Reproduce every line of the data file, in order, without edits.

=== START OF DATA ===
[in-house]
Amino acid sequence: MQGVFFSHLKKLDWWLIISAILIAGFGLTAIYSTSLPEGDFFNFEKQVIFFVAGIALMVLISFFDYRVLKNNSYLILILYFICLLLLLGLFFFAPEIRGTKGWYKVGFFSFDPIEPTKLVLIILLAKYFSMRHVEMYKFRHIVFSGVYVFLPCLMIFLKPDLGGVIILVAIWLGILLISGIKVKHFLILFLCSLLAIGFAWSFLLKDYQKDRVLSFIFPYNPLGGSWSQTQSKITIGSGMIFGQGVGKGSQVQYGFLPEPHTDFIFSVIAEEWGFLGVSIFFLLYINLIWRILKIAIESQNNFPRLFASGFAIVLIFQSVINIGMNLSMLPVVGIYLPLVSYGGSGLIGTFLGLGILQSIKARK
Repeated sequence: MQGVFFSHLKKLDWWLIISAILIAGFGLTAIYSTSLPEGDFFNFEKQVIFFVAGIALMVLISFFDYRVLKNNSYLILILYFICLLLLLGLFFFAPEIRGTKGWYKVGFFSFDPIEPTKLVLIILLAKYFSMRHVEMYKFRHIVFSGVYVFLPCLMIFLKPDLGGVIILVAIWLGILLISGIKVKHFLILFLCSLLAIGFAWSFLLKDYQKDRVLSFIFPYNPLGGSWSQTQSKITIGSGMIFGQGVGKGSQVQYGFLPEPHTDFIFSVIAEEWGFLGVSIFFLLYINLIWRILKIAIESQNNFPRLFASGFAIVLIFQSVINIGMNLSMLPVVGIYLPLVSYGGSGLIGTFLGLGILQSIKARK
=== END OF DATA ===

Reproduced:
[in-house]
Amino acid sequence: MQGVFFSHLKKLDWWLIISAILIAGFGLTAIYSTSLPEGDFFNFEKQVIFFVAGIALMVLISFFDYRVLKNNSYLILILYFICLLLLLGLFFFAPEIRGTKGWYKVGFFSFDPIEPTKLVLIILLAKYFSMRHVEMYKFRHIVFSGVYVFLPCLMIFLKPDLGGVIILVAIWLGILLISGIKVKHFLILFLCSLLAIGFAWSFLLKDYQKDRVLSFIFPYNPLGGSWSQTQSKITIGSGMIFGQGVGKGSQVQYGFLPEPHTDFIFSVIAEEWGFLGVSIFFLLYINLIWRILKIAIESQNNFPRLFASGFAIVLIFQSVINIGMNLSMLPVVGIYLPLVSYGGSGLIGTFLGLGILQSIKARK
Repeated sequence: MQGVFFSHLKKLDWWLIISAILIAGFGLTAIYSTSLPEGDFFNFEKQVIFFVAGIALMVLISFFDYRVLKNNSYLILILYFICLLLLLGLFFFAPEIRGTKGWYKVGFFSFDPIEPTKLVLIILLAKYFSMRHVEMYKFRHIVFSGVYVFLPCLMIFLKPDLGGVIILVAIWLGILLISGIKVKHFLILFLCSLLAIGFAWSFLLKDYQKDRVLSFIFPYNPLGGSWSQTQSKITIGSGMIFGQGVGKGSQVQYGFLPEPHTDFIFSVIAEEWGFLGVSIFFLLYINLIWRILKIAIESQNNFPRLFASGFAIVLIFQSVINIGMNLSMLPVVGIYLPLVSYGGSGLIGTFLGLGILQSIKARK